UNICEF has issued an urgent call from the Central African Republic where a month of growing violence and political unrest has now culminated in reports of children being 'beheaded and mutilated' as warring factions collide.
According to the UN agency charged with protecting and fostering child welfare across the globe, the killings of at least 16 children—at least two of whom were beheaded—have been confirmed in CAR's capital city of Bangui since fighting broke out on December 5th. Another 60 children, according to UNICEF, have suffered grave injuries amid the violence that has received scant international attention.
“We are witnessing unprecedented levels of violence against children. More and more children are being recruited into armed groups, and they are also being directly targeted in atrocious revenge attacks,” said Souleymane Diabate, UNICEF Representative in CAR.
"Targeted attacks against children are a violation of international humanitarian and human rights law and must stop immediately. Concrete action is needed now to prevent violence against children," Diabate said.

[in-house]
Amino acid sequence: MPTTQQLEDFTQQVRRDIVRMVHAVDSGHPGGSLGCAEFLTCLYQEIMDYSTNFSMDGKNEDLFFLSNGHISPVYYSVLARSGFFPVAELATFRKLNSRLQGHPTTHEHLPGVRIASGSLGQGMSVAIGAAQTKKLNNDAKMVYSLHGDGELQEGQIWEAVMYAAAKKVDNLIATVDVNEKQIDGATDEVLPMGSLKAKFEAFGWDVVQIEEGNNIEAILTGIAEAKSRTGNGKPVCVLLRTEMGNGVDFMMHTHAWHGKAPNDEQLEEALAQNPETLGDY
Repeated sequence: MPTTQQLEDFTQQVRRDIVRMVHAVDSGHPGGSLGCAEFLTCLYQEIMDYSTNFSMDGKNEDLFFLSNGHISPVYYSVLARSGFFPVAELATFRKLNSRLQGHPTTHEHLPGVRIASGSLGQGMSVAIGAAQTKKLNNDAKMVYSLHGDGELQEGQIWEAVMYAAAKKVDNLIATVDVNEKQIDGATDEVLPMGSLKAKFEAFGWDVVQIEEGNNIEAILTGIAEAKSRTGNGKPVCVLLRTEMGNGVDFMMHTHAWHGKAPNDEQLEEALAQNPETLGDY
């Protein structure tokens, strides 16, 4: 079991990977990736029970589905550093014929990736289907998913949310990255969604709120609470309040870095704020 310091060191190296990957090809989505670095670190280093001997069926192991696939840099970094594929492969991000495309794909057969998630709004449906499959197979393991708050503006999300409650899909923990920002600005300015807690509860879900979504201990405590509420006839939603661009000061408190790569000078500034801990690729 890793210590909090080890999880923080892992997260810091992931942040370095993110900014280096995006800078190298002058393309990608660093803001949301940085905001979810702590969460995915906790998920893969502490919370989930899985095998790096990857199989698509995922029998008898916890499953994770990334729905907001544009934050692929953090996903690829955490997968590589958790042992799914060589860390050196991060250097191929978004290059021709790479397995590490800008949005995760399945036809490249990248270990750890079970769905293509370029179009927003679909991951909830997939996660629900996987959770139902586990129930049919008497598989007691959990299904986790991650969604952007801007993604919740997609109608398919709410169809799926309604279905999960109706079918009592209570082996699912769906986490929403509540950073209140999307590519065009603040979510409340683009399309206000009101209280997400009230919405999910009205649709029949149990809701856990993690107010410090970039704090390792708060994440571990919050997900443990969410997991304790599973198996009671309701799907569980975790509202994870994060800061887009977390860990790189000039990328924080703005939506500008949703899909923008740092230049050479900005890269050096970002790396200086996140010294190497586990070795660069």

The international doctors group Medicine Sans Frontier (Doctors Without Borders), has also issued pleas for a reduction in violence and better protections for vulnerable civilians and medical staff trying to treat the wounded. MSF staff report the situation in the capital city as "out of control" as fighting, lynchings, and violent attacks escalated over recent days.
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"We have been receiving more patients with serious injuries at the Hôpital Communautaire the last few days,” said Laurent Sury, MSF’s emergency coordinator in Bangui. “People are coming in with machete wounds to the head, hands and arms – injuries sustained as they tried to defend themselves. We’ve also seen people who have been stabbed, sometimes multiple times, in the abdomen, and people who have been either tortured or brutally beaten. We have even had a case of impalement. For the most part, these are young men.”
Though both France and the African Union have sent peacekeeping forces to CAR it remains unclear how a reduction in bloodshed can be achieved under current conditions.
Violence continued in Bangui on Monday and into Tuesday as shelling intensified and journalists reported chaos at the airport as people, both foreigners and Central Africans, tried to board emergency flights out of the country.
Though framed by many Western media outlets as a sectarian-fueled conflict between Muslim and Christian factions, Al-Jazeera America reports that "the bloodshed has little to do with religion — in a nation where Muslims and Christians have long lived in peace — and instead blame a political battle for control of resources in one of Africa's most weakly governed states."